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Protests against police violence after George Floyd’s death in the US: Tens of thousands of protesters across the United States once again took to the streets on Sunday to protest racist police violence. In Minneapolis, a semi-truck drove into a George Floyd demonstration of thousands of people on a bridge. Officials said no protesters appeared injured. The Minnesota state patrol said in a tweet that the action appeared deliberate. Minneapolis, where Floyd was killed on Monday, saw its sixth consecutive day of protests on Sunday. Floyd was captured on video pleading for air as a police officer kneeled on his neck while he was handcuffed. Four Minneapolis officers have been fired and one has been charged with third-degree murder and manslaughter. Protests across the US turned violent at times, with protesters setting fire to and looting businesses, and clashing with law enforcement officers dressed in riot gear who deployed tear gas and opened fire with rubber bullets in an effort to break protests apart. US President Donald Trump on Monday lashed out at governors during a White House videoconference, telling them that “most of you are weak”. Trump called the governors „fools“ and expressed anger with Democratic mayors in particular over the protests and unrest ravaging cities nationwide. Attorney General William Barr said the justice department would be using joint terrorist task forces to track instigators at the protests. New York City Mayor Bill de Blasio said reports of police misconduct during the protests would be immediately investigated. In an essay on „Medium“, former US president Barack Obama called for political solutions to address protesters‘ grievances about criminal justice. The Hennepin County Medical Examiner released a new autopsy report Monday, ruling Floyd’s death was a homicide.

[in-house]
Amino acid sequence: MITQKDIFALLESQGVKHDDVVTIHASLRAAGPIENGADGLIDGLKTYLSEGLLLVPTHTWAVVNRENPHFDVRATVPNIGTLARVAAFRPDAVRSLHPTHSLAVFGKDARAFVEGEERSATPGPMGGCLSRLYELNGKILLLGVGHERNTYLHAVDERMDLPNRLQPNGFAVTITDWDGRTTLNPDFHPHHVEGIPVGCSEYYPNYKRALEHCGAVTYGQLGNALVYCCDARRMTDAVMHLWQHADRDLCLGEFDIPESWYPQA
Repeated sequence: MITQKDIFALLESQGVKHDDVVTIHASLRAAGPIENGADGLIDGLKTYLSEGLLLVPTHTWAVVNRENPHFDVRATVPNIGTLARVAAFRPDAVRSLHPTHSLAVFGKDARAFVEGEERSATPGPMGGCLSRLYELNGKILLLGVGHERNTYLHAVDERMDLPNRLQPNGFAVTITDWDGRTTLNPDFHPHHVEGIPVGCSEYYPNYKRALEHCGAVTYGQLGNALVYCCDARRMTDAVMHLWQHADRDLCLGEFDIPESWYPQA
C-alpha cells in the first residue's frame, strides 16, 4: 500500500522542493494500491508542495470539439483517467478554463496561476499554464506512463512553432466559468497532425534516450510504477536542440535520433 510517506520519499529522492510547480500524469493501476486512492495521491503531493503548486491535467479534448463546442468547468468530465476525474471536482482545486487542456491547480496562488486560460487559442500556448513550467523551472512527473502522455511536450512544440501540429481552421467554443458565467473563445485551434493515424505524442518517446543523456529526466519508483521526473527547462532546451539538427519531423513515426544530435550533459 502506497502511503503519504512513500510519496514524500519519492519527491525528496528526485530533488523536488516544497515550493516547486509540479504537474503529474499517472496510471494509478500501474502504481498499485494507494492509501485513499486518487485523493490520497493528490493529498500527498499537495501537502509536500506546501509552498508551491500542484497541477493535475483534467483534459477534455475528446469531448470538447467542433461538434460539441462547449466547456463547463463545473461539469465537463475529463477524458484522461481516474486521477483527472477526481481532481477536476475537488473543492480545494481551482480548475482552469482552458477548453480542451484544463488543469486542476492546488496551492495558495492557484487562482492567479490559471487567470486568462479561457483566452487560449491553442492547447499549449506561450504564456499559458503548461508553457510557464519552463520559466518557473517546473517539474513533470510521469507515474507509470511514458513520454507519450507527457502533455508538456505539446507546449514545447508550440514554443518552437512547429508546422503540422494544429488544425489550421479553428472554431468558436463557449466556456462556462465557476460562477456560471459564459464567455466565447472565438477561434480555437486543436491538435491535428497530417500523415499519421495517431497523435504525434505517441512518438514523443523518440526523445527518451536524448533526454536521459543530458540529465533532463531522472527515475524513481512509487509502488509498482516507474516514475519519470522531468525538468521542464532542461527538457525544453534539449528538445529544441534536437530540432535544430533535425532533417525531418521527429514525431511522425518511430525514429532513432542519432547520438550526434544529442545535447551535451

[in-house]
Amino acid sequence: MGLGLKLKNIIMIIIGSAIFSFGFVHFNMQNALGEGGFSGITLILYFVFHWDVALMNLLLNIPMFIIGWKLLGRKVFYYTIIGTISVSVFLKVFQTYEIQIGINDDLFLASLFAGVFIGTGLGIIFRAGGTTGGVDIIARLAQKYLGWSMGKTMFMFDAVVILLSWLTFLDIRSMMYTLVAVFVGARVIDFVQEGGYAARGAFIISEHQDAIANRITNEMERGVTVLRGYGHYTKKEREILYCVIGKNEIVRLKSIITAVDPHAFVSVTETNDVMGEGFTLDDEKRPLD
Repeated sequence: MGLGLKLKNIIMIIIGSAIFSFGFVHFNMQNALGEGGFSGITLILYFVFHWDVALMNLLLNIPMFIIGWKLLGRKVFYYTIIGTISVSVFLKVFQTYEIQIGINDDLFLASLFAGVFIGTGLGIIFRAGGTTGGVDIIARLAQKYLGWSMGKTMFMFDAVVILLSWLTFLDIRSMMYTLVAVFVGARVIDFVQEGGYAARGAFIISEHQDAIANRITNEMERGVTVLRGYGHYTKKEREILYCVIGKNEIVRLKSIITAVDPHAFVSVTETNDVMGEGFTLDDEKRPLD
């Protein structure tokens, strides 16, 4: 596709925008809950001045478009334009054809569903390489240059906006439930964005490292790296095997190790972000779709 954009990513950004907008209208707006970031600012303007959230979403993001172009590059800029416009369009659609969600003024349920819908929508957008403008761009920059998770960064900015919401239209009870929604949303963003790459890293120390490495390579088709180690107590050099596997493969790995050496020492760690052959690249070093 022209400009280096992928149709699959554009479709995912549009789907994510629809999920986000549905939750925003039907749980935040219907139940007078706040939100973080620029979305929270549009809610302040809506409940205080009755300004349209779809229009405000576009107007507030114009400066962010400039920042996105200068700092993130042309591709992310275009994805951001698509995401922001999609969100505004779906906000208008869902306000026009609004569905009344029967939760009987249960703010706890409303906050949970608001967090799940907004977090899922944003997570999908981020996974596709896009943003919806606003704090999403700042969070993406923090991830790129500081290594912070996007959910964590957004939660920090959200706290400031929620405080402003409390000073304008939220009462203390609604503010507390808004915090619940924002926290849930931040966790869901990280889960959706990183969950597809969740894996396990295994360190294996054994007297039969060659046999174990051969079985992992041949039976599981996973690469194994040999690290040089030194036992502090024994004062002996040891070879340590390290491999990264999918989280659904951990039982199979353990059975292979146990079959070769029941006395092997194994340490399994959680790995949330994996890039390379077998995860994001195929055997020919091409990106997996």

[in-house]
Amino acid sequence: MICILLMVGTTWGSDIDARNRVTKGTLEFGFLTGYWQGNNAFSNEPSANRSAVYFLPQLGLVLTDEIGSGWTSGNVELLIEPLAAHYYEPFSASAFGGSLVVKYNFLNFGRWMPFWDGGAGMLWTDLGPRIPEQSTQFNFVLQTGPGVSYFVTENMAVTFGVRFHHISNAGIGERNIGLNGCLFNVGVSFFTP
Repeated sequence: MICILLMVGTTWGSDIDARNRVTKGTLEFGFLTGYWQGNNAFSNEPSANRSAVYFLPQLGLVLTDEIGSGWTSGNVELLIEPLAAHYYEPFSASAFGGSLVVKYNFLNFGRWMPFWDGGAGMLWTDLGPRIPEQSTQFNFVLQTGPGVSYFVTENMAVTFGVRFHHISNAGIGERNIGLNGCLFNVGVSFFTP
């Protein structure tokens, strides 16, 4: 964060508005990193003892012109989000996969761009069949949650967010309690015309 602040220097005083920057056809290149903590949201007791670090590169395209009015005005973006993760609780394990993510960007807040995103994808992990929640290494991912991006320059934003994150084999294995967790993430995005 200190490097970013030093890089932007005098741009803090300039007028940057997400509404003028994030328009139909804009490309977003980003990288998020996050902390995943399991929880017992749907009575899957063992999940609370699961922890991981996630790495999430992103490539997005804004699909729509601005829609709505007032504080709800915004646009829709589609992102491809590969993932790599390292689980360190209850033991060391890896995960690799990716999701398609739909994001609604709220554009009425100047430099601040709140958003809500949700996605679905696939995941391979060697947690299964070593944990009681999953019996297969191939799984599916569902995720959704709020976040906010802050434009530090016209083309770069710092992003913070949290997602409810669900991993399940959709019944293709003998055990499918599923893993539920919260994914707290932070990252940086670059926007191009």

theguardian.com, cbsnews.com (Minneapolis); nbcnews.com, politico.com (Trump); cnbc.com (De Blasio); medium.com, cnn.com (Obama); npr.org (Autopsy)

London mayor calls for Brexit extension: The UK is still part of the EU’s internal market and the customs union during a transition phase following Brexit. Once this transition phase is over, tariffs and other trade restrictions will have to be introduced if the UK and EU haven’t been able to agree on a trade deal. The mayor of London, Sadiq Khan, broke ranks with the Labour party on Monday to call for a postponement of Brexit past the end of the year, given the lack of progress in negotiations and disruption caused by the coronavirus crisis. The government should stop putting dogma ahead of the national interest and extend the Brexit transition period, Khan said. British Prime Minister Boris Johnson has refused to sign up to a longer transition despite it being an option under the treaty he negotiated. This Tuesday, EU chief negotiator Michel Barnier will meet with his British counterpart David Frost to try and negotiate a trade agreement. Johnson also plans Brexit talks with EU Commission President Ursula von der Leyen for June, according to the „Financial Times“.
independent.co.uk, ft.com